Six local authorities – fed up with their costly and outdated Revenues and Benefits computer systems – said today that they are launching a project to see if they can develop and deploy their own open-source alternative; all on a modest £75,000 budget after winning gov’t funding for the plan.
Every council in the UK is required to process Revenue and Benefits data, however there is no single standard or system currently been used by local authorities that lets them accurately and efficiently process all of the customer data they are receiving, they said. As a result six local authorities (Exeter, Teignbridge, East Devon, Basildon, Brentwood and Sedgemoor) are seeking a new, vendor-busting fix for their digital transformation needs.
Many of the councils are using hugely outdated in-house systems or locked in to vendor contracts that are rigid and stifle innovation. As Teignbridge District Council puts it: “The supplier systems were all architected some years ago (1990s) and are therefore designed on outdated technologies.
“None of the existing providers have expressed any plans to develop new core systems to take advantage of modern technology.”
Not Fit for Customers’ Use, and Far Too Costly
The councils believe that the currently used Revenues & Benefits software was not developed in a customer-centric manner and as a result it is not fit for purpose. To make matters worse, the current platforms used by local authorities carry “significant” costs and if a council wishes to “tweak” a part of its system to meet new customer or business needs they are required to purchase new modules with “functionality they do not require or wish to use”, they bewailed.
The annual cost of maintaining the Revenue and Benefits systems for the East Devon District Council, Exeter City Council and Teignbridge District Council is approximately £350,000; a significant sum in a time of austerity, when LA budgets have been slashed in recent years.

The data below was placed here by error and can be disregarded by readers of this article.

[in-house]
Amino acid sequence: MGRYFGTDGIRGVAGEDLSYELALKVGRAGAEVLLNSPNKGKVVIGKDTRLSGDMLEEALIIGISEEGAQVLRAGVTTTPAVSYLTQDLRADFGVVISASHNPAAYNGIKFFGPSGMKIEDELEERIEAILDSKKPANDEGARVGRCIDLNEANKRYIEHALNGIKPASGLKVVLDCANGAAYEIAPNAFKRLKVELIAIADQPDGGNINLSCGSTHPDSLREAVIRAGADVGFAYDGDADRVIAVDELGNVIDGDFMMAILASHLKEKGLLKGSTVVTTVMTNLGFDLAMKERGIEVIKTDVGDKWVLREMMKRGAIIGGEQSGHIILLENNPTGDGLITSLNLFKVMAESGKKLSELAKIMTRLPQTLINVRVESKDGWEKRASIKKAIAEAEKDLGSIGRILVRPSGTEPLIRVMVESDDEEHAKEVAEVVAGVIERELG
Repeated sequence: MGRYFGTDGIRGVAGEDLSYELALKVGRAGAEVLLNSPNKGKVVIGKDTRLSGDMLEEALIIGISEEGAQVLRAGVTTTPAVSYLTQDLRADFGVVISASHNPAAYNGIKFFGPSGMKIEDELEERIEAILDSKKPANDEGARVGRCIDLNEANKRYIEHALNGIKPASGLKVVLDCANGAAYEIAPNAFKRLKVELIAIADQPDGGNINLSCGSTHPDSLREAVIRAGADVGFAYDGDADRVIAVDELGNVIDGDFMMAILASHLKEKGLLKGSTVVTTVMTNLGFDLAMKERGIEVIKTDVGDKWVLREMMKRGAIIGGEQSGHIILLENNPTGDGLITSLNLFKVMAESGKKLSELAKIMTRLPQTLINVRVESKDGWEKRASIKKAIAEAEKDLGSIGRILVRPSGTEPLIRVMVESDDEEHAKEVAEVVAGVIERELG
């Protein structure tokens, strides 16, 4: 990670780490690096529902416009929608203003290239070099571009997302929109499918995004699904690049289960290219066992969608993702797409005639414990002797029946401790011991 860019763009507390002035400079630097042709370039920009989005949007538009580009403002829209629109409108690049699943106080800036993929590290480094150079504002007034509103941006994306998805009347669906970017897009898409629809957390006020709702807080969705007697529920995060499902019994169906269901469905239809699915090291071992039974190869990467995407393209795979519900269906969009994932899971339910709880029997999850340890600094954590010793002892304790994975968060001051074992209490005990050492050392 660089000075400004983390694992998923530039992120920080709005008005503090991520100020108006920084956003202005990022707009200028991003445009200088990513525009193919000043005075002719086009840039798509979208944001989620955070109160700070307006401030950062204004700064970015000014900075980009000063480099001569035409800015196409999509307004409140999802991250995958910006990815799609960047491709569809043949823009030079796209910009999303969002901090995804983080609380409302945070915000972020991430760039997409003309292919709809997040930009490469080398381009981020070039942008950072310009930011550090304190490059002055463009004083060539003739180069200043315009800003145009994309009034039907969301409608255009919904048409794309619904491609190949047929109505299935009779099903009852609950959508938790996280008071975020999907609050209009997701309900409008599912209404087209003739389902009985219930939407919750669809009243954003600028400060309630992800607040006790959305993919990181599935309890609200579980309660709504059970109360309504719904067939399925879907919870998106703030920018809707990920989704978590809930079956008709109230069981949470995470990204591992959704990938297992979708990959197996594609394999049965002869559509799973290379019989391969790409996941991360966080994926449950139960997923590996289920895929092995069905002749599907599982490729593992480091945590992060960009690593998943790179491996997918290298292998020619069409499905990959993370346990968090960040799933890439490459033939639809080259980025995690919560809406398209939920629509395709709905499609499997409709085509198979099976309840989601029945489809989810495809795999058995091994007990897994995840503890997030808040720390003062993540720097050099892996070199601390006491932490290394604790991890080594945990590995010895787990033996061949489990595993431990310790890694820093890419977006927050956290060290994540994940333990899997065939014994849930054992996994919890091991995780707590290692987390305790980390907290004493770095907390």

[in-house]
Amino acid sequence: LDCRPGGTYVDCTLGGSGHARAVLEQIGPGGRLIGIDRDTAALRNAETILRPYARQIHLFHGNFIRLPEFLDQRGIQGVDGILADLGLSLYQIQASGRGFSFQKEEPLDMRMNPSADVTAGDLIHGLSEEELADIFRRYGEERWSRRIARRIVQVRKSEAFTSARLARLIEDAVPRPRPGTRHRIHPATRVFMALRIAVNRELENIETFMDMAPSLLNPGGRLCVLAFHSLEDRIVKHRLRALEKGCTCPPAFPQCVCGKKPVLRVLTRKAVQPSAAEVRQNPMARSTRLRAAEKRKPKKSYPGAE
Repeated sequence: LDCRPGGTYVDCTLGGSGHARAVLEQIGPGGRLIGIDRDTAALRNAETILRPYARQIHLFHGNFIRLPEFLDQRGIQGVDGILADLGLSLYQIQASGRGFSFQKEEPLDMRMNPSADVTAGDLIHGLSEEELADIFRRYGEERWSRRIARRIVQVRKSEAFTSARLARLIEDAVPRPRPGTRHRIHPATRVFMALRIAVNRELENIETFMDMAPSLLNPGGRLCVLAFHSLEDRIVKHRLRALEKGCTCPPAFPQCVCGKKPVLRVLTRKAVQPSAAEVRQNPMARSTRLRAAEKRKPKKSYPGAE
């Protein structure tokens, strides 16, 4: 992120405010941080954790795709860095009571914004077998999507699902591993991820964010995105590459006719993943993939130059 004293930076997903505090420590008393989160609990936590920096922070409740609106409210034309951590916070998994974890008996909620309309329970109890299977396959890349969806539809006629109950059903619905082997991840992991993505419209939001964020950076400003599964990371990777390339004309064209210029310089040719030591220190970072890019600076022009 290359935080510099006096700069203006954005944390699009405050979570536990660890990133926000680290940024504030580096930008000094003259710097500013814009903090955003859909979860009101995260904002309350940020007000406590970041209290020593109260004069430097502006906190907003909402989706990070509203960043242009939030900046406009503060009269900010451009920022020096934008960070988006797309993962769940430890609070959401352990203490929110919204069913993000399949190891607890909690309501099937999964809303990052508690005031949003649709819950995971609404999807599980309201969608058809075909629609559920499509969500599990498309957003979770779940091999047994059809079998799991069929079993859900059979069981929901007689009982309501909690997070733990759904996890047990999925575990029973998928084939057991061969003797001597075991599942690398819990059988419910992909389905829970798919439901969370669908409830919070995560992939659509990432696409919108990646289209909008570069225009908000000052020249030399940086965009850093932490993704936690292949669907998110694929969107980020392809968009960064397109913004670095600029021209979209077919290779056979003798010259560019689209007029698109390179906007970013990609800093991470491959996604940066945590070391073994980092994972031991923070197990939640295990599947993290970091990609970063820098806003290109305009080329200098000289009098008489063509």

As their invitation to tender states: “Current suppliers are resistant to inter-operability and none have expressed an interest in developing a new core system. The cost of these systems and additional modules is considerable. This approach by suppliers hinders LAs ability to raise logic across different systems, raise and analyse data across other parts of the organisation, develop APIs, encourage automation and deliver cost savings.”
Open-Source Revenue and Benefits System
Teignbridge District Council says that the current approach by suppliers works to ‘hinder’ the council and is stopping them from innovating in areas such as API development and the analytics of data throughout the organisation.
The council feels it is severely restricted by the supplier marketplace and that the current systems are failing to meet a more customer centric transformation of its digital systems.
The council lists four key issues that are not been met by marketplace solutions.
- Existing platforms fail to meet the users need with business processes dictated by the system
- There is a high cost and inflexibility for change to the systems, with any requested changes taking significant time to implement
- Poor integration capabilities lead to challenges in joining up the system with other systems commonly in use across the Council
- Poor reuse of data and ability to share and analyse data using modern Business Intelligence tools.
The investigation currently in the discovery phase has been awarded £71,000 in funded by the Ministry of Housing’s Local Digital Fund. The hypothesis they want to test: “That an in house system can be developed and successfully supported by local authorities which is open source.”